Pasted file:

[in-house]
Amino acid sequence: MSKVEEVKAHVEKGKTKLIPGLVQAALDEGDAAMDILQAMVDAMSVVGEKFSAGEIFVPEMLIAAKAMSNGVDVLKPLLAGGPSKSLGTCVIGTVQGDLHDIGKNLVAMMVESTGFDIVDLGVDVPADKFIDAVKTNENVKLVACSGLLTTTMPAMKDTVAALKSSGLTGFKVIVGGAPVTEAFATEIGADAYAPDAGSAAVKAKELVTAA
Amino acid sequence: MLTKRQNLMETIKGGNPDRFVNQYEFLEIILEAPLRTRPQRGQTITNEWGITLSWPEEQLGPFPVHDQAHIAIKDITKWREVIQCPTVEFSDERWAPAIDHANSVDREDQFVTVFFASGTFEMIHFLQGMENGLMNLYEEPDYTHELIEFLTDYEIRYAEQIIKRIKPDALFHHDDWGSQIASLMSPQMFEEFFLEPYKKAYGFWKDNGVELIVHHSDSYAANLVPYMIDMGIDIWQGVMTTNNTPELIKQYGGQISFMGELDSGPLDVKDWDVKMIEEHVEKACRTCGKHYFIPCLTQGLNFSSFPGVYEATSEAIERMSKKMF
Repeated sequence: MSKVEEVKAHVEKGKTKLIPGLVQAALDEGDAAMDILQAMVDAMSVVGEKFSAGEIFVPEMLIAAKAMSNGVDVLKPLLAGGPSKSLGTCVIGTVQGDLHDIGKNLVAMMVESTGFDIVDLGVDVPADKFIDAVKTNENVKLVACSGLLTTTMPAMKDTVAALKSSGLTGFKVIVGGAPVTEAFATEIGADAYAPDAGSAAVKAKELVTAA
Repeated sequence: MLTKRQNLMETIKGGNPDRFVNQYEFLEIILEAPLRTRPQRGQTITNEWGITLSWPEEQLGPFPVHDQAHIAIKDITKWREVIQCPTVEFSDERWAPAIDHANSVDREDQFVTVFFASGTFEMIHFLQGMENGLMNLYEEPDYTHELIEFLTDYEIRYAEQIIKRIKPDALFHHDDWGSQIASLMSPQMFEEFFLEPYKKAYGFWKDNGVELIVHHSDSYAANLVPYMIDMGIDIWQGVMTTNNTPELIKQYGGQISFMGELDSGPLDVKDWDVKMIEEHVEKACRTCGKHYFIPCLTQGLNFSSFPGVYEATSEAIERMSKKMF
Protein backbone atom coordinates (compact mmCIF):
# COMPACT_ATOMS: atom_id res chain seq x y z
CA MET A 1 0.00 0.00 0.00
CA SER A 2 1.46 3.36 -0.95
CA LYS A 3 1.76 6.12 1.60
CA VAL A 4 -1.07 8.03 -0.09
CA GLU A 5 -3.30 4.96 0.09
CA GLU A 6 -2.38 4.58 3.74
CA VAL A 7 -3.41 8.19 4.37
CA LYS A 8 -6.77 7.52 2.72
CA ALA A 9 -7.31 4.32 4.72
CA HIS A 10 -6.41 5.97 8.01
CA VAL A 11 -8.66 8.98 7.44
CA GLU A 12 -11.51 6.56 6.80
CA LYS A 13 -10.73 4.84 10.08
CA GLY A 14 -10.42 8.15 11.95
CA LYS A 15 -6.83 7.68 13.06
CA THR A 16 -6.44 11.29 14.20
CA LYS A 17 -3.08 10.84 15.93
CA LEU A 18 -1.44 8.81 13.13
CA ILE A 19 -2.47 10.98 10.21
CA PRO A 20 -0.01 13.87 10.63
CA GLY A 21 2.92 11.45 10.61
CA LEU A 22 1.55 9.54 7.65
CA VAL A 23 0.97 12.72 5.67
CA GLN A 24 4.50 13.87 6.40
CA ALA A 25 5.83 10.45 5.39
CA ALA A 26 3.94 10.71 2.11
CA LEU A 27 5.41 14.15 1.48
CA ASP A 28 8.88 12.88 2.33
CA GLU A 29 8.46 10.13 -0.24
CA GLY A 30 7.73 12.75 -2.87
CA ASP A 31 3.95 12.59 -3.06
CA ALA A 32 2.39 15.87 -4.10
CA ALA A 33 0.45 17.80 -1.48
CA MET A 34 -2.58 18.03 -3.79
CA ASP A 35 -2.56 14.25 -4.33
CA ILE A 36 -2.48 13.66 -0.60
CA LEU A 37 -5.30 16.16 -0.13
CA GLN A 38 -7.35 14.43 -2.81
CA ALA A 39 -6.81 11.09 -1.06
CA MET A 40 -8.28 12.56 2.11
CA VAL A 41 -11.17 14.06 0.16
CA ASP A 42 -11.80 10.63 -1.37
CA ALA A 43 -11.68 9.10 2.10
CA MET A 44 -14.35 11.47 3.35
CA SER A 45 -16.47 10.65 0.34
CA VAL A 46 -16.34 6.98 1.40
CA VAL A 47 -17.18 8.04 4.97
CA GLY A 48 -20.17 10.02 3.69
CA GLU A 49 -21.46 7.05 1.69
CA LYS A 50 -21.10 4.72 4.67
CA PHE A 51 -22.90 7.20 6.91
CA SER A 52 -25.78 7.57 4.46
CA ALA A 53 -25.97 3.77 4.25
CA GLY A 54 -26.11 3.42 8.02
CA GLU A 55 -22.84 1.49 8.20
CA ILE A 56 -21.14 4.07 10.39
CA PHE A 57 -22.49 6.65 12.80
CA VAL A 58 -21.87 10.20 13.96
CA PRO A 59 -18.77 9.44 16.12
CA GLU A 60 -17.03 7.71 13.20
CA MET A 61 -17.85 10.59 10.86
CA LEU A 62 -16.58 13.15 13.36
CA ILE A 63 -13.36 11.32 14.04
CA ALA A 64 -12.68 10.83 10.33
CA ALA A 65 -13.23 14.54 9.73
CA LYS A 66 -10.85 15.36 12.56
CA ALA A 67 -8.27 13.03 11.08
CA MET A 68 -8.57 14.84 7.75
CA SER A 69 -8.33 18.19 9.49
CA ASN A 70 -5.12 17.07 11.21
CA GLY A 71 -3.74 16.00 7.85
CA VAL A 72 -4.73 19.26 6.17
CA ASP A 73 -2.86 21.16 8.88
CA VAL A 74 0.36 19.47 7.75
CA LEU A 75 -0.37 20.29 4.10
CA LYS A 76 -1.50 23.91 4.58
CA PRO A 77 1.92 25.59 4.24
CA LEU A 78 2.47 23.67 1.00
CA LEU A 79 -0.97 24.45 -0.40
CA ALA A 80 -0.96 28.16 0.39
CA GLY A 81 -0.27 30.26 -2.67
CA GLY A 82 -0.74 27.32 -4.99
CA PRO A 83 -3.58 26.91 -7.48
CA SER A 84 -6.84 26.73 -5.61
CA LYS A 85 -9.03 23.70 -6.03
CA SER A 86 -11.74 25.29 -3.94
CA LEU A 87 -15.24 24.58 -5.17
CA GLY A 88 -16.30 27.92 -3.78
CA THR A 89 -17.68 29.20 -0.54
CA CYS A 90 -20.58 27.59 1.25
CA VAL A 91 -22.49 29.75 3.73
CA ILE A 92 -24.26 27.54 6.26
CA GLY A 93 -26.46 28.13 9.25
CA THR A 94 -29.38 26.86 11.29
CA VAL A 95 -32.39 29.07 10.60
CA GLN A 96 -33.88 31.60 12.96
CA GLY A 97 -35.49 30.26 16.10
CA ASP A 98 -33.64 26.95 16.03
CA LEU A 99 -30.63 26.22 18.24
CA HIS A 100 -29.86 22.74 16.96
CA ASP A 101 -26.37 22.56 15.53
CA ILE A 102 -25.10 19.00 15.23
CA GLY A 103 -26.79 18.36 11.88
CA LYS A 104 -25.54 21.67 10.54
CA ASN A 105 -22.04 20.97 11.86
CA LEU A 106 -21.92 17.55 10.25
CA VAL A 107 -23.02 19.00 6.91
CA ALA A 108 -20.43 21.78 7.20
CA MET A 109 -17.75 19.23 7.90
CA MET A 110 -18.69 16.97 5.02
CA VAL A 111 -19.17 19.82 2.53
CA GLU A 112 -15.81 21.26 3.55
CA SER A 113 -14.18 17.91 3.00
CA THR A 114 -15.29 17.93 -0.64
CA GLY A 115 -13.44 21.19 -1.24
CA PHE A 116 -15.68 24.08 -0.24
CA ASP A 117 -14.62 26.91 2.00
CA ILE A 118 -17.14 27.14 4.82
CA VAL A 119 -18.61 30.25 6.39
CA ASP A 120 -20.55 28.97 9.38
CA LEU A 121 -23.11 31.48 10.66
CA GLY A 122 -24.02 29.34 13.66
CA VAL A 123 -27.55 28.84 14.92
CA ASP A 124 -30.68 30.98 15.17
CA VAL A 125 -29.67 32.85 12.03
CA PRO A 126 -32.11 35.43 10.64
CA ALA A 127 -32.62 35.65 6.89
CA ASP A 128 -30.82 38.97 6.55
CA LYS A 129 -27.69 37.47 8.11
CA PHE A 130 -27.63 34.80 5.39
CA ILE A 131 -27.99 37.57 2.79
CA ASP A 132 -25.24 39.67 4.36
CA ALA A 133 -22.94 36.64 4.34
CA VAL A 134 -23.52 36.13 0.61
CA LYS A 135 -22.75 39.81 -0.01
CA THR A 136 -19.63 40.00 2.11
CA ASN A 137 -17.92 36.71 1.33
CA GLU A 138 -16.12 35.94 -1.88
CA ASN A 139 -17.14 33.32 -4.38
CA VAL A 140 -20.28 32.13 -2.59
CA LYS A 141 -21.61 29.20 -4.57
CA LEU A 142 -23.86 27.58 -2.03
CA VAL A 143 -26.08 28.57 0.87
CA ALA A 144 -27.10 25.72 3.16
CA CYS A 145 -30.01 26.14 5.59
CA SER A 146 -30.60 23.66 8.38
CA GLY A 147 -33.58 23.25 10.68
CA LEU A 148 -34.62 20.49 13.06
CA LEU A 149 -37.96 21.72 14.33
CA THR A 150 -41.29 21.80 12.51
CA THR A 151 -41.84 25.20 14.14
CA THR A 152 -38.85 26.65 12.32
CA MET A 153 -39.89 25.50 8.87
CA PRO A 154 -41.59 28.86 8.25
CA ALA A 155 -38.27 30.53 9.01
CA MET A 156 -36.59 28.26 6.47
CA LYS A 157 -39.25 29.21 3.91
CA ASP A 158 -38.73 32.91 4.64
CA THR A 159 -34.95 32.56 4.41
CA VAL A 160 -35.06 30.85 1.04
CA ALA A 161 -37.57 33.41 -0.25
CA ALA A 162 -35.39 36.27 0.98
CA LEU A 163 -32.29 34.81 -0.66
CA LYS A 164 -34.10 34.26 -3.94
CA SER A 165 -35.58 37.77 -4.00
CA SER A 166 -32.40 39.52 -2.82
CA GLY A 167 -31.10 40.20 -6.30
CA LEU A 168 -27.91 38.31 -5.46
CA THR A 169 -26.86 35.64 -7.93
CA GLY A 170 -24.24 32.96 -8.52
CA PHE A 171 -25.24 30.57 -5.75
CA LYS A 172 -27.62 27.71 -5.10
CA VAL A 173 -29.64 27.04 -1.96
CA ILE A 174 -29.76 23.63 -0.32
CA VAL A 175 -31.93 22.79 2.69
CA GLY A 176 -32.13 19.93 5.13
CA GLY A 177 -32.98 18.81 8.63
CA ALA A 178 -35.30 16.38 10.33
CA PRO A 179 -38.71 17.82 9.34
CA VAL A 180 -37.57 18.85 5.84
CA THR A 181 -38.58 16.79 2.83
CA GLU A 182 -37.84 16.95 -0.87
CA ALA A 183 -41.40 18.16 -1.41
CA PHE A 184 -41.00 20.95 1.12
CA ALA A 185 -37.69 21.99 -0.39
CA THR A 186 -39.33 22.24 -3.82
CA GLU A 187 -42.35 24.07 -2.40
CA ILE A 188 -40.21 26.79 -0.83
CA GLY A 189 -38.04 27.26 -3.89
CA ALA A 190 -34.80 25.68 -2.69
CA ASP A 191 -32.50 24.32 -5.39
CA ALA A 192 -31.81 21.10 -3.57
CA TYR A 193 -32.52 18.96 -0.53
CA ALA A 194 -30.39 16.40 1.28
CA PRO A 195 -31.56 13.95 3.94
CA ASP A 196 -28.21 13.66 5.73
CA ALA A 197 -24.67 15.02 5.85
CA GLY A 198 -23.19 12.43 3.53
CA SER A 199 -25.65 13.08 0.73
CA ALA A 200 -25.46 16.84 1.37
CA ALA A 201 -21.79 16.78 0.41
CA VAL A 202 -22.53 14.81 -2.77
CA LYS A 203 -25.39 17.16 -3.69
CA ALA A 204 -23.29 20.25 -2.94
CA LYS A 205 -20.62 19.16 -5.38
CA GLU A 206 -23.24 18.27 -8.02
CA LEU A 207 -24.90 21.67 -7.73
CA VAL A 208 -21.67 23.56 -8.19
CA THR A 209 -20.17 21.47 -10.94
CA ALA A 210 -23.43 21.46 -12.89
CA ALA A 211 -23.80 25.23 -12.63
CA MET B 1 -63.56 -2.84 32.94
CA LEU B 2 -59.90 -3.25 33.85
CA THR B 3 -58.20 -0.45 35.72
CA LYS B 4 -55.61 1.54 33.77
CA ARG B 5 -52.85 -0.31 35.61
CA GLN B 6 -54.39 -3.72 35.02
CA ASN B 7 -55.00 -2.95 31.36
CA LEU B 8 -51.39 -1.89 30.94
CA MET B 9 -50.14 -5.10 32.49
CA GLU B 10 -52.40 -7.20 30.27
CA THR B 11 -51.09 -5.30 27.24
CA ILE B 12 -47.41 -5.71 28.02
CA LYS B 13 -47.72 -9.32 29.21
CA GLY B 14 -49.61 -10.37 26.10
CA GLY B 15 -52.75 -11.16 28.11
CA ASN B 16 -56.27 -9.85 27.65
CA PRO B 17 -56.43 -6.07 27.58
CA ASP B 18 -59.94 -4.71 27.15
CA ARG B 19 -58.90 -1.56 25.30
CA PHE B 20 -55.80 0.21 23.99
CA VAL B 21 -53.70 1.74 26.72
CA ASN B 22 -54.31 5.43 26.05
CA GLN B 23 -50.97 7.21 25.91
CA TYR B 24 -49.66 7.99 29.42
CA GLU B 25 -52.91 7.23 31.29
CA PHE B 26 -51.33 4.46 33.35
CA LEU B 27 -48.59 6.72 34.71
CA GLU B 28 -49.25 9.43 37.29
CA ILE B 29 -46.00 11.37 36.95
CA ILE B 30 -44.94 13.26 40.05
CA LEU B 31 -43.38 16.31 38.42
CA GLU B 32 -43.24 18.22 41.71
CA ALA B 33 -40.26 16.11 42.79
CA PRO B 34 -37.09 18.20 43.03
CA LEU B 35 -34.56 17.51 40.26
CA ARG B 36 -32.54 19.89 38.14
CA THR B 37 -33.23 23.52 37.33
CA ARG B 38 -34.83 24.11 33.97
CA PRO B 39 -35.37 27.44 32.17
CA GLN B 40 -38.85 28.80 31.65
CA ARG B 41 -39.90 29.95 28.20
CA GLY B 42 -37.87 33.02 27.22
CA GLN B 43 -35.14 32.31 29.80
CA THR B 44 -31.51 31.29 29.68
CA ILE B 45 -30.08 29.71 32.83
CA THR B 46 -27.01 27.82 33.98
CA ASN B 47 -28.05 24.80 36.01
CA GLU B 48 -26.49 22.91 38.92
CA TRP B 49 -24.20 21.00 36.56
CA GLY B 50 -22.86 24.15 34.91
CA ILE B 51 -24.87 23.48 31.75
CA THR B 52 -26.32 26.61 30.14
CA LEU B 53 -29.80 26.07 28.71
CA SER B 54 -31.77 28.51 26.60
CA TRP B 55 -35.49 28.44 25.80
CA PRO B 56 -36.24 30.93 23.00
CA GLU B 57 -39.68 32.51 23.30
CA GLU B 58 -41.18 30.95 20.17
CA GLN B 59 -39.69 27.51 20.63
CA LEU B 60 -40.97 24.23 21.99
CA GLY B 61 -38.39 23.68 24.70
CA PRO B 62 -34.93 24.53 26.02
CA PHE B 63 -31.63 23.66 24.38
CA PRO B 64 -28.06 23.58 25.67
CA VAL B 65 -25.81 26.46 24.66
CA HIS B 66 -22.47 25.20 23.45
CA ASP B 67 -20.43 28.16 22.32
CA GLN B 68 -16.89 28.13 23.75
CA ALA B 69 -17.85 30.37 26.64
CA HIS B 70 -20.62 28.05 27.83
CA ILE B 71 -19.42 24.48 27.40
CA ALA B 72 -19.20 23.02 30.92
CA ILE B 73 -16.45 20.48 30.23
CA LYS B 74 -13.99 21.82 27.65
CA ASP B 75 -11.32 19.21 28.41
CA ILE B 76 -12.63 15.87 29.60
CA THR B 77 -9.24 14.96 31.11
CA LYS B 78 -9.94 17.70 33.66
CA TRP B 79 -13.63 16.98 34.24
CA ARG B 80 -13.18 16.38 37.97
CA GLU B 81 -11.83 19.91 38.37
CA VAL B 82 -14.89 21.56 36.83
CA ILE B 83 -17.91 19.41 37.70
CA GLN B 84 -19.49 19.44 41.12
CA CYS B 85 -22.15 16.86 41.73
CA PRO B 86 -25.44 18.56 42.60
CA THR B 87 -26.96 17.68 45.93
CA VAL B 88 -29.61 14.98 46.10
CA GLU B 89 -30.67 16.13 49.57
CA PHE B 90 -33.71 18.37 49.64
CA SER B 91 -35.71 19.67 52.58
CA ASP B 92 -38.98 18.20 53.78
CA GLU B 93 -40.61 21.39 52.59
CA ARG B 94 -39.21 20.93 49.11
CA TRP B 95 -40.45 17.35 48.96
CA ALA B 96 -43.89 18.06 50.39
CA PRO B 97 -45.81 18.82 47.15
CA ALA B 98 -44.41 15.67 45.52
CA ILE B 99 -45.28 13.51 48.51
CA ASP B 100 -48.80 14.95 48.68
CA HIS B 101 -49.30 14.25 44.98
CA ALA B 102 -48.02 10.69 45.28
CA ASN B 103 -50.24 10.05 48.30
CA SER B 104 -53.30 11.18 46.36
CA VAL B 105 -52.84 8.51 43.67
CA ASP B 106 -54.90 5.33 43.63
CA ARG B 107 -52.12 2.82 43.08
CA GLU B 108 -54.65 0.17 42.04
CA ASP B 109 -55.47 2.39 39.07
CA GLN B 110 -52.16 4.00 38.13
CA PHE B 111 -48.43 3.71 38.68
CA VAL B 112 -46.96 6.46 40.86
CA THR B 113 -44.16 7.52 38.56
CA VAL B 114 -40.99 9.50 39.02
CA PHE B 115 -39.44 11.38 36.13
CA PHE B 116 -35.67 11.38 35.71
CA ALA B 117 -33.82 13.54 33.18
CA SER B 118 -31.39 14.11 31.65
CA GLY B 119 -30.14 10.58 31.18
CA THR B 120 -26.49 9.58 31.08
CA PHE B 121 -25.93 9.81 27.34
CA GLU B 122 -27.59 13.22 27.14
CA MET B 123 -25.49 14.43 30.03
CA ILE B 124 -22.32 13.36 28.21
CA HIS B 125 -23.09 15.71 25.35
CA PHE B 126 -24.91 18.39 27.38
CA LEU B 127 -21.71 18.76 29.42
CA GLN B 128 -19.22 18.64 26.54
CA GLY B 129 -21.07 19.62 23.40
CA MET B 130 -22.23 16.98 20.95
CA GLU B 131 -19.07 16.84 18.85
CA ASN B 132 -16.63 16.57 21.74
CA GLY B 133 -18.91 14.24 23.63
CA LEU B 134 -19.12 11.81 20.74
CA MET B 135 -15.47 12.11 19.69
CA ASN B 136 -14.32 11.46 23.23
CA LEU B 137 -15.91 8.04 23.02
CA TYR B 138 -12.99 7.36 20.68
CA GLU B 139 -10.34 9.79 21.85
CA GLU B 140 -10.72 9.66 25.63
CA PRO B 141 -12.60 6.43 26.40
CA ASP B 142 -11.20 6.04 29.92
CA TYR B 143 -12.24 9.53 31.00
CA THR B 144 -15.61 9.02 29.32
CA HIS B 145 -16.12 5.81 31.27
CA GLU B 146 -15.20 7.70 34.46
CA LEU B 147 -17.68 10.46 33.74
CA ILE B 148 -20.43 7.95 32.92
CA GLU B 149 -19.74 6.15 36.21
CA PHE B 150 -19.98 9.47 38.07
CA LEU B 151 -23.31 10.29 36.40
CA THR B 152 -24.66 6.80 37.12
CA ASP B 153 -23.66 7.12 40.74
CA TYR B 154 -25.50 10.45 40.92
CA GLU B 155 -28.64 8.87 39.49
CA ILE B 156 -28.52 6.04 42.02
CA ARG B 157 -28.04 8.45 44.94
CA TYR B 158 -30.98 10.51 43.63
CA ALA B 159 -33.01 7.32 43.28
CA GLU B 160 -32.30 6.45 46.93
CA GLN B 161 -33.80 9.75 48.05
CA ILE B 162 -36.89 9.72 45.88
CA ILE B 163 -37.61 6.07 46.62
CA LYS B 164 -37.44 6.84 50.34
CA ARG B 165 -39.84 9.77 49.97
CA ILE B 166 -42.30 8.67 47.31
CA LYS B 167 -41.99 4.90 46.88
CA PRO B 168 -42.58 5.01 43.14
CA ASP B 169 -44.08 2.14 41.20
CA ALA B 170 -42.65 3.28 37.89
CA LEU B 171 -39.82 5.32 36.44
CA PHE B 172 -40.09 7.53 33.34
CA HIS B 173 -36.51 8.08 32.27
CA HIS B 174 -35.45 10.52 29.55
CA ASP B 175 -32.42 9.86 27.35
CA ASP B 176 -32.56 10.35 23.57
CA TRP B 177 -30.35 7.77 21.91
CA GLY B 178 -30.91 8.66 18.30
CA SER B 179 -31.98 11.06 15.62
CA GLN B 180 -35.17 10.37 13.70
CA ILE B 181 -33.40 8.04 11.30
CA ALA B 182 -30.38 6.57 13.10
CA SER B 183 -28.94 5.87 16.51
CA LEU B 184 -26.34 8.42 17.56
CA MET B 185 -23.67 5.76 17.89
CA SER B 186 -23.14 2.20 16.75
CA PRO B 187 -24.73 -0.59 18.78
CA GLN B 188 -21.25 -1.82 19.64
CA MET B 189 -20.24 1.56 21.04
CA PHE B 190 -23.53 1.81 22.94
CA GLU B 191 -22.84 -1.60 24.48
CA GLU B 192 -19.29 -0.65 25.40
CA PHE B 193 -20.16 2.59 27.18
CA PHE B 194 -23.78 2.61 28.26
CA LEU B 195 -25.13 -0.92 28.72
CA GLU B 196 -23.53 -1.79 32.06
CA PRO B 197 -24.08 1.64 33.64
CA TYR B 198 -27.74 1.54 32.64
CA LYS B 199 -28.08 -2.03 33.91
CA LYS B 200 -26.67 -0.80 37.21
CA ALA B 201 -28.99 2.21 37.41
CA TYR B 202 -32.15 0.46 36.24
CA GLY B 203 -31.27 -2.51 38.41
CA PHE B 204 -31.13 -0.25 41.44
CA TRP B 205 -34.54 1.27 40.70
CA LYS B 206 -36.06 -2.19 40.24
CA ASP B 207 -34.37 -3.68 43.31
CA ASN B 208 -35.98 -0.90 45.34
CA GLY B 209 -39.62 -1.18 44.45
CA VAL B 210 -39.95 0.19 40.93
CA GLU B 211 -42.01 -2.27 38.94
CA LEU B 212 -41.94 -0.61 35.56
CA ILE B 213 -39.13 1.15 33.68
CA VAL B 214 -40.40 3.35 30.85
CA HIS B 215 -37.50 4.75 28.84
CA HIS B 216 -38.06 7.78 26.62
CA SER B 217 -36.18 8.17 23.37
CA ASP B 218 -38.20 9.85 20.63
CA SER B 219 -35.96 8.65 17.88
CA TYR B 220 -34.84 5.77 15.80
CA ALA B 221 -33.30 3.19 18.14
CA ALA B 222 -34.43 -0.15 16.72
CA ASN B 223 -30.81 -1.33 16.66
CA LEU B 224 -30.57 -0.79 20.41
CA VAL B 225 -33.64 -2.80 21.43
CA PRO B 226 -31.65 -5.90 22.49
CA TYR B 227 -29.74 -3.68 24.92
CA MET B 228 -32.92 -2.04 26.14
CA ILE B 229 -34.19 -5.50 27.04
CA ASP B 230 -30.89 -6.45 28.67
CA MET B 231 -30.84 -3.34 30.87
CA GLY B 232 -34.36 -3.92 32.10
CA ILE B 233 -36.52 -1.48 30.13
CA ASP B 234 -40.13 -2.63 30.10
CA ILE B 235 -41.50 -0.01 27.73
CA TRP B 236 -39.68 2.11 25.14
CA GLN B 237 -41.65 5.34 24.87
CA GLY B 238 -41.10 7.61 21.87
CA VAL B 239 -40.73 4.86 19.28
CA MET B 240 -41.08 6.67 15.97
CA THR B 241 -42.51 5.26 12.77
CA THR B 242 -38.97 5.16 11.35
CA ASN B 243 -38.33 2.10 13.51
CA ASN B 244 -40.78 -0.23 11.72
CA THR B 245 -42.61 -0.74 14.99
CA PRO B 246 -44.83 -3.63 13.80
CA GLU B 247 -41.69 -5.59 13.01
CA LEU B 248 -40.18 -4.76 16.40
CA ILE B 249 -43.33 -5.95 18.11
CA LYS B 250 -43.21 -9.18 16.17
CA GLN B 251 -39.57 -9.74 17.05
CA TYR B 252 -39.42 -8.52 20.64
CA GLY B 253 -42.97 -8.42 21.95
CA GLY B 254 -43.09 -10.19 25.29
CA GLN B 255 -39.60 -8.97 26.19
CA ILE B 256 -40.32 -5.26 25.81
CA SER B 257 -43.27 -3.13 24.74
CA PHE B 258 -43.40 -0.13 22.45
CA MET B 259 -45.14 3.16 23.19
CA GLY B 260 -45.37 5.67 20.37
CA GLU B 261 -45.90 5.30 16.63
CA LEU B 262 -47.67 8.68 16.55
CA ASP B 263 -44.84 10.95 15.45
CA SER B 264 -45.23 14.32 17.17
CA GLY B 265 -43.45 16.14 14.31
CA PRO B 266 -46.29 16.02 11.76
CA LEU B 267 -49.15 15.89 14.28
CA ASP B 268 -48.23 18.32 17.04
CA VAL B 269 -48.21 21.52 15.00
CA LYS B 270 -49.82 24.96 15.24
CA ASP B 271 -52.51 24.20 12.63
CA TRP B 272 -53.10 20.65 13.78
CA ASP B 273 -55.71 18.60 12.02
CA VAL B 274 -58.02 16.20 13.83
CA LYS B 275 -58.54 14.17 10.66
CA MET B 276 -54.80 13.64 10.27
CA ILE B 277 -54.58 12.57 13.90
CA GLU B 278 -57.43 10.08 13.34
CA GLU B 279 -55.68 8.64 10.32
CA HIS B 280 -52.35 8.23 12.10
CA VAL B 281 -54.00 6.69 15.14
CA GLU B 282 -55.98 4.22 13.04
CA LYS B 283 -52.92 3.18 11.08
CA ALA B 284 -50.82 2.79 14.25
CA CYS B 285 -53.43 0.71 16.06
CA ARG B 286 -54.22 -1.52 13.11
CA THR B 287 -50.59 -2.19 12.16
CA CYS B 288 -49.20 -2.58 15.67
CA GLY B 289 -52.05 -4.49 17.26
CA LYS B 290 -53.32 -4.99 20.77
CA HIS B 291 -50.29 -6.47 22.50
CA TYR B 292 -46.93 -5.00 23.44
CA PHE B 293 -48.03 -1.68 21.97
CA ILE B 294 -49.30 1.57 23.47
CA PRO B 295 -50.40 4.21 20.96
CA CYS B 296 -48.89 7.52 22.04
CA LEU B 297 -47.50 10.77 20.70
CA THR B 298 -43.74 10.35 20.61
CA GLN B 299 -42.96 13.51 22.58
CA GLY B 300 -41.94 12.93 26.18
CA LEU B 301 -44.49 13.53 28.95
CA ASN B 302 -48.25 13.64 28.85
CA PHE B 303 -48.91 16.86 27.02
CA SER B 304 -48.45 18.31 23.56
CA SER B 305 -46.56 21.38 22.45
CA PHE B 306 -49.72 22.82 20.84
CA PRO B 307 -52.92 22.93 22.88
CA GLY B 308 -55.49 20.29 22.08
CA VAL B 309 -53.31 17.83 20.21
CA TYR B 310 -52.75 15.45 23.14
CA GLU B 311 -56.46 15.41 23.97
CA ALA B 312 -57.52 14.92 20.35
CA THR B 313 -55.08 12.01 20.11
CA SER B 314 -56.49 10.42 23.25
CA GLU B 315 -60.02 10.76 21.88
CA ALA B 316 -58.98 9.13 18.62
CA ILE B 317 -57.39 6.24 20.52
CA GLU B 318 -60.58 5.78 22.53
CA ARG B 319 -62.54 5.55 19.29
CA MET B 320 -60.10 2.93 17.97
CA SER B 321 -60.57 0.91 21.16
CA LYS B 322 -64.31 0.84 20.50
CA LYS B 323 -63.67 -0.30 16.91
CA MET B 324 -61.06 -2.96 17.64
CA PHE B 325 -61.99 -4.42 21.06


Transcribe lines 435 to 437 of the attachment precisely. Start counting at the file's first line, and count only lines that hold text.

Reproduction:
CA SER B 217 -36.18 8.17 23.37
CA ASP B 218 -38.20 9.85 20.63
CA SER B 219 -35.96 8.65 17.88